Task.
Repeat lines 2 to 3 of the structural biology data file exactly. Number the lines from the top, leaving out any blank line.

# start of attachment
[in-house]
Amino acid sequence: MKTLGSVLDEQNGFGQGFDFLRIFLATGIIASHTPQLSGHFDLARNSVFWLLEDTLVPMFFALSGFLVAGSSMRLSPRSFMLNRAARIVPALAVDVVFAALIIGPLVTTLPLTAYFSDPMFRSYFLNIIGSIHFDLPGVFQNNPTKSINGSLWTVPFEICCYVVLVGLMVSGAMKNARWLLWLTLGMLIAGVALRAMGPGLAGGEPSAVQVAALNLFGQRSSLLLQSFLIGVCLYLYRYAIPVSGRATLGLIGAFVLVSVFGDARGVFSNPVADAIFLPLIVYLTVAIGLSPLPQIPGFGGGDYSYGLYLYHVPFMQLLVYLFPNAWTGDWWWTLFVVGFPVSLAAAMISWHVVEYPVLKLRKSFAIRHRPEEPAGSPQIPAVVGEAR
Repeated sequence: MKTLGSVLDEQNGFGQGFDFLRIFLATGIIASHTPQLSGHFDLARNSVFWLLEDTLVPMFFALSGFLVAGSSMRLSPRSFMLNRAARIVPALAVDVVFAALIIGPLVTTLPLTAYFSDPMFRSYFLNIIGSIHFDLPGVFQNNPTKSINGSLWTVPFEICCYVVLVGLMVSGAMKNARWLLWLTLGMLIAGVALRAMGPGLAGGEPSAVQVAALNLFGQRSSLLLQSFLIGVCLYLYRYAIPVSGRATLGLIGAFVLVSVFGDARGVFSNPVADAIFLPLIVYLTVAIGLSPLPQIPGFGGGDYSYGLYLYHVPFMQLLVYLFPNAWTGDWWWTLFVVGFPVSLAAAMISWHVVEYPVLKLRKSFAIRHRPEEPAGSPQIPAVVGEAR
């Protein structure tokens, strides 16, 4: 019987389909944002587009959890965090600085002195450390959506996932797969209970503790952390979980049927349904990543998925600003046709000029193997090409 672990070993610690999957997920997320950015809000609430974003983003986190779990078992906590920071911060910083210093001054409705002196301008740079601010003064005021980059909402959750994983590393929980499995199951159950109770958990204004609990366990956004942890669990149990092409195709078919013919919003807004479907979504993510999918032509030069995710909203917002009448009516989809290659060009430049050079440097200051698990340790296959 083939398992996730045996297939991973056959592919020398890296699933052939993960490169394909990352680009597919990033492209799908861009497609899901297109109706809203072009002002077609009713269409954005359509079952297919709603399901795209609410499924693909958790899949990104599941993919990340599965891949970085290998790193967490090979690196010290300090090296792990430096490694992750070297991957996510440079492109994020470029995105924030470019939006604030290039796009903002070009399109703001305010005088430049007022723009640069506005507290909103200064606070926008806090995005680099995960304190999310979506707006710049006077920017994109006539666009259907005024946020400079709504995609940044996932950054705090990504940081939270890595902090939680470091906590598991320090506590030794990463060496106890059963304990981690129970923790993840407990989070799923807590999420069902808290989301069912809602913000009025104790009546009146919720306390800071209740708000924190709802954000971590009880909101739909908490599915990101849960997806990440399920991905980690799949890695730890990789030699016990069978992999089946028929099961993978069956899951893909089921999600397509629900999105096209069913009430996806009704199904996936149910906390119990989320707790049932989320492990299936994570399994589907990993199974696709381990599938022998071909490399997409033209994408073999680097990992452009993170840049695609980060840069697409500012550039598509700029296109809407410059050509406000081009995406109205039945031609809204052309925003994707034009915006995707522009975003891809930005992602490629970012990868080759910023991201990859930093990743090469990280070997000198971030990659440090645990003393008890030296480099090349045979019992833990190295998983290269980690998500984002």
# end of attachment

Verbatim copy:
Amino acid sequence: MKTLGSVLDEQNGFGQGFDFLRIFLATGIIASHTPQLSGHFDLARNSVFWLLEDTLVPMFFALSGFLVAGSSMRLSPRSFMLNRAARIVPALAVDVVFAALIIGPLVTTLPLTAYFSDPMFRSYFLNIIGSIHFDLPGVFQNNPTKSINGSLWTVPFEICCYVVLVGLMVSGAMKNARWLLWLTLGMLIAGVALRAMGPGLAGGEPSAVQVAALNLFGQRSSLLLQSFLIGVCLYLYRYAIPVSGRATLGLIGAFVLVSVFGDARGVFSNPVADAIFLPLIVYLTVAIGLSPLPQIPGFGGGDYSYGLYLYHVPFMQLLVYLFPNAWTGDWWWTLFVVGFPVSLAAAMISWHVVEYPVLKLRKSFAIRHRPEEPAGSPQIPAVVGEAR
Repeated sequence: MKTLGSVLDEQNGFGQGFDFLRIFLATGIIASHTPQLSGHFDLARNSVFWLLEDTLVPMFFALSGFLVAGSSMRLSPRSFMLNRAARIVPALAVDVVFAALIIGPLVTTLPLTAYFSDPMFRSYFLNIIGSIHFDLPGVFQNNPTKSINGSLWTVPFEICCYVVLVGLMVSGAMKNARWLLWLTLGMLIAGVALRAMGPGLAGGEPSAVQVAALNLFGQRSSLLLQSFLIGVCLYLYRYAIPVSGRATLGLIGAFVLVSVFGDARGVFSNPVADAIFLPLIVYLTVAIGLSPLPQIPGFGGGDYSYGLYLYHVPFMQLLVYLFPNAWTGDWWWTLFVVGFPVSLAAAMISWHVVEYPVLKLRKSFAIRHRPEEPAGSPQIPAVVGEAR